The Church not only is comprised of those who are redeemed by God, but the Church is described as the people who have access to God. People cannot approach God on any other basis than His grace and mercy through Jesus. The lost world does not know Christ and therefore has no access to God in the sense Paul speaks of here. What Christ did in His death on the cross for believers is to remove the division and enmity that existed between God and man and to give man access to Him. It was also to remove the obstacles contained in the ordinances of Judaism that separated Jew from Gentile so that God could reconcile both to Himself in one group, the Church. Jesus abolished what is described as “the middle wall of partition.” This was the wall that separated the court of women (where all Jews could enter) from the court of Gentiles (the outermost court beyond which no Gentile could go) in the temple complex. Gentiles were physically far from God in the temple grounds being far from God’s presence in the holy of holies in the temple. Jesus did away with that wall, spiritually speaking, and now both Jews and Gentiles have “access” to God through the blood of Jesus. The veil was torn in the temple (Matthew 27:51) and man has access to God. The Church is that group of people that has the right to approach God, not just as a King or Sovereign Creator, but as Father (Romans 8:14-16).

Lastly, the Church is comprised of those who are indwelt by God. Not only have believers been redeemed by God through Jesus and been given access to God through His Spirit, they have become the dwelling place of God. Paul describes believers as the temple of God (1 Corinthians 6:19-20). This is because when a person trusts in Christ, they are indwelt by the Spirit of God. They become the dwelling place of God (Romans 8:9; John 14:17). Paul describes that from a corporate perspective by representing the Church as a building comprised of people being built up together as a collective habitation of God. He describes us as God’s “household” and a “holy temple” that are built on the foundation of the apostles and prophets (early church offices through whom God gave the truth of the New Testament Scriptures and teaching of Jesus) with Jesus as the cornerstone (Psalm 118:2-3; Isaiah 8:14; 28:16; Acts 4:11; 1 Corinthians 3:11; 1 Peter 2:4-8). The Church is those who are indwelt by God’s Spirit and a part of God’s collective habitation.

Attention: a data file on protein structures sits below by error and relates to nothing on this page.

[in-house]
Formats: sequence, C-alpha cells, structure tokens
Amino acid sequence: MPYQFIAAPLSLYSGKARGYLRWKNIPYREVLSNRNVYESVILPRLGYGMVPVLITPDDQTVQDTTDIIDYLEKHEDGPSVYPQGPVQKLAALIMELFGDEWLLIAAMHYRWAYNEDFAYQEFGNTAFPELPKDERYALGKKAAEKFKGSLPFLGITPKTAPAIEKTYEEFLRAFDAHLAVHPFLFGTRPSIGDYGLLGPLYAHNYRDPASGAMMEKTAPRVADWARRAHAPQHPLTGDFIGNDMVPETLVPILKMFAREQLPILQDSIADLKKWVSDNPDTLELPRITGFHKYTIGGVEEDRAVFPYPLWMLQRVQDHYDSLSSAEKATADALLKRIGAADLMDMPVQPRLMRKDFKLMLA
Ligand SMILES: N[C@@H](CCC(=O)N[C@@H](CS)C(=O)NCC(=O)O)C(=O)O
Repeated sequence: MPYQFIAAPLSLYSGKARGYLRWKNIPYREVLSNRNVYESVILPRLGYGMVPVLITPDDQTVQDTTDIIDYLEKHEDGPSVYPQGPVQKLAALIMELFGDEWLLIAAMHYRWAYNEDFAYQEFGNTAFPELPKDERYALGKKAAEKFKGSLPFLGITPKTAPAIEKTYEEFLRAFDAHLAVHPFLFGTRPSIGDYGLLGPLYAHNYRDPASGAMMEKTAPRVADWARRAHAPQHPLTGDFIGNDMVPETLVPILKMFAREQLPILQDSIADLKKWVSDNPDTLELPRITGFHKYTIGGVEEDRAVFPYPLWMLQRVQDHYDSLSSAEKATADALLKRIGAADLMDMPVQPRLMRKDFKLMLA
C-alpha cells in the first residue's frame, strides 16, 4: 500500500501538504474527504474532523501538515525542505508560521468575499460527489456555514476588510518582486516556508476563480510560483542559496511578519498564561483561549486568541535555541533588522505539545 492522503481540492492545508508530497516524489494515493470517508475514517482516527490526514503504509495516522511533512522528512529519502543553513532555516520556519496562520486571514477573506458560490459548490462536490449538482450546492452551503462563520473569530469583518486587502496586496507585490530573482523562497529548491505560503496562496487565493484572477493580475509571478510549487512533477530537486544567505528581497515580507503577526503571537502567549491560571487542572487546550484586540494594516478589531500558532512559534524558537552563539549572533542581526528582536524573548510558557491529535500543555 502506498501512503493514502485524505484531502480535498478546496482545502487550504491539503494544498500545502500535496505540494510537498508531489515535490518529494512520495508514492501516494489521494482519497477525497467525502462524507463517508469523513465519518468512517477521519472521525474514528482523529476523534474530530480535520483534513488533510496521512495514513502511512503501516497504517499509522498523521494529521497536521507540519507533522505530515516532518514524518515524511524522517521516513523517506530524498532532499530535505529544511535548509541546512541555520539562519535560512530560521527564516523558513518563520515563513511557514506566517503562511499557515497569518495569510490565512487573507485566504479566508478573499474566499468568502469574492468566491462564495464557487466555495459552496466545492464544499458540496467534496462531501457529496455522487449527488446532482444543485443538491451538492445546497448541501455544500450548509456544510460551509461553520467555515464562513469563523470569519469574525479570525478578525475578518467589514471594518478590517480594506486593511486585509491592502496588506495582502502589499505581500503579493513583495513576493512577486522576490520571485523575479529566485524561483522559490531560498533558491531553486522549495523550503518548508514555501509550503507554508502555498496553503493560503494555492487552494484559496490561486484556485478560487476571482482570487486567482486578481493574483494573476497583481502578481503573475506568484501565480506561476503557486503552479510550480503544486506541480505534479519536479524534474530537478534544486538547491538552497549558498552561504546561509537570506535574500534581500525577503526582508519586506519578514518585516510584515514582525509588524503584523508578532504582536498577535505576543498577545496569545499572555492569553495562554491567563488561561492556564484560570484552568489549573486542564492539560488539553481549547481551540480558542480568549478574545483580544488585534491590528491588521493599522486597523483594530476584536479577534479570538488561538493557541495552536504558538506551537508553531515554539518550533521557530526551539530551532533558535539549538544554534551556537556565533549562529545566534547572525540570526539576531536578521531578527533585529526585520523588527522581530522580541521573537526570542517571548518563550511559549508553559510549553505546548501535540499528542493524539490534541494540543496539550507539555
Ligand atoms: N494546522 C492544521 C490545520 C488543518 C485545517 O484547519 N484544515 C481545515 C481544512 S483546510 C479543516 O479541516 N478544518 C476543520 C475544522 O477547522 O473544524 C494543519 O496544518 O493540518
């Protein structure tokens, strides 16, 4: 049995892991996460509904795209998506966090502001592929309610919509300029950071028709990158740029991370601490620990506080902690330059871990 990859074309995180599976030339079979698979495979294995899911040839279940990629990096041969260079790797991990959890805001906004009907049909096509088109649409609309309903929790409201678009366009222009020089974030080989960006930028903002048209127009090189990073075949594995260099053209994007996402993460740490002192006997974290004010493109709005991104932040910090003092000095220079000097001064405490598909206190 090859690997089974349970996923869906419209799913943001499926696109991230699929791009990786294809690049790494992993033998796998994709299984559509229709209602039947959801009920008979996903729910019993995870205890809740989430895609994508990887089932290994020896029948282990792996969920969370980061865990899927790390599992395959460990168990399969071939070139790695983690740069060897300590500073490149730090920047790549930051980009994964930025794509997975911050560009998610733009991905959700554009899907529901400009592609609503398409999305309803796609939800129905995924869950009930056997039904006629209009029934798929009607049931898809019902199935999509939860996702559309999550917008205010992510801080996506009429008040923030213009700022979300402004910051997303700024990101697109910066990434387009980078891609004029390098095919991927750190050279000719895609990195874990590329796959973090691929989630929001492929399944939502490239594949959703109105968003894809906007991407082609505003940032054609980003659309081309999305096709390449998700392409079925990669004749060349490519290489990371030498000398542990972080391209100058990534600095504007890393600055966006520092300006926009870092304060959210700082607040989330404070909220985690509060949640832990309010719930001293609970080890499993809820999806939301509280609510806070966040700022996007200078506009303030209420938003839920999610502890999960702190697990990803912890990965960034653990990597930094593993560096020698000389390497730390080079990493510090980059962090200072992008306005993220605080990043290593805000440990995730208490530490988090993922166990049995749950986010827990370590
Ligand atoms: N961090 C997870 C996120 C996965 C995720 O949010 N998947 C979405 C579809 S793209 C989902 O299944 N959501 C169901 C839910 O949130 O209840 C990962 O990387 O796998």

What is the Church? It is those who are redeemed by God, have access to God, and are indwelt by God, all through the person and finished work of Jesus and the Spirit of God. The Church is God’s assembly of called out representatives that He has saved and sanctified to represent Him and be His witnesses in this world. Are you a part of His Church?